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This is the first book in the Bad Habits series (the second, Chaser, is listed below). It tells the tale of a ballerina and a doctoral student who have been friends for a long time, but have never thought of each other as anything else. Once they start to consider their potential as something more, you’ll feel the slow burn of realization and desire, and will probably laugh a bit along the way.

Yours and Mine

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Yours and Mine by Lacey Silks
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Whereas the aforementioned recommendation made me laugh, this one made me cry some big ol’ fat tears. It’s a heartfelt yet tragic romance about two childhood best friends who become lovers. Yes, it still contains some nice sex scenes, but it’s a far deeper story than I expected and it left a mark on me in a very good way.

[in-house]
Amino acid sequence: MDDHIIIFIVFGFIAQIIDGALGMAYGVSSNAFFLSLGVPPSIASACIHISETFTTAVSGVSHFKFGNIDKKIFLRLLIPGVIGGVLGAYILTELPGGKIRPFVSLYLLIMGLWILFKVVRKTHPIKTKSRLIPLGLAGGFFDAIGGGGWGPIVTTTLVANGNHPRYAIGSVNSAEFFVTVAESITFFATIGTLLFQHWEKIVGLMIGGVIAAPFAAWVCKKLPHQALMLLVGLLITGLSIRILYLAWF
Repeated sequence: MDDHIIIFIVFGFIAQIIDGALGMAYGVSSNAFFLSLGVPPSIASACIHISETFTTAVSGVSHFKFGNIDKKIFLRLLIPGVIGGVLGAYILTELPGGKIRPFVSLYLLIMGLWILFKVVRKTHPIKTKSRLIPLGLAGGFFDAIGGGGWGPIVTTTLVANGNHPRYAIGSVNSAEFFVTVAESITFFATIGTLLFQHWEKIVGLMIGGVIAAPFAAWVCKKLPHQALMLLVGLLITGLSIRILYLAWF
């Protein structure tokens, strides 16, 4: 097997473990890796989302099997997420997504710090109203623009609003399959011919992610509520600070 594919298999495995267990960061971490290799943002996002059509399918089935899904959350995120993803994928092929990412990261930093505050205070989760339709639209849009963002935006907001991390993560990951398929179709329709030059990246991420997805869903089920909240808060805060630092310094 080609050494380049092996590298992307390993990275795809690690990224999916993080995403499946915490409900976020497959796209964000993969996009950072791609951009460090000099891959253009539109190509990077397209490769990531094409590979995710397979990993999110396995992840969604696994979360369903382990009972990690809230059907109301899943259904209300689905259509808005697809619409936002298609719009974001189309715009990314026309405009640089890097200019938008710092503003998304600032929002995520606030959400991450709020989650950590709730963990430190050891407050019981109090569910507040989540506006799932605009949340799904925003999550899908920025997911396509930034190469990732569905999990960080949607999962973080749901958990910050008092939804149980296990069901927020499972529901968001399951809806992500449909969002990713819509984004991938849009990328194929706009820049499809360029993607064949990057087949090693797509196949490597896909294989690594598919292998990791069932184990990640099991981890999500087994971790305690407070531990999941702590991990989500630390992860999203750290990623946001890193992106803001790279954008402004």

Non-specific romance

Friends without Benefits

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Friends without Benefits by Penny Reid
[Source]

Also mentioned in my Fall 2016 Reading List was the Knitting in the City series. This is the second of the series, but it’s the one I enjoyed the most. The heroine is a stubborn and sarcastic doctor who begrudgingly decides to let a hotshot comic back into her life after years of despising him. While she tries to resist it, the chemistry between the two is off the charts and the hero (a family man to boot) will have you hot, bothered, and swooning.

Idol

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Idol by Kristen Callihan
[Source]

This one can technically go in the rockstar subgenre, but since I don’t read too many of those, I put it here instead. Like some of the others on this list, it was another romance that surprised me by how much substance it contained. Sure, it included several titillating moments, but like The Hookup (above) before it, I was impressed by how well the author developed the characters and their relationship. I also loved the second book in the series, Managed.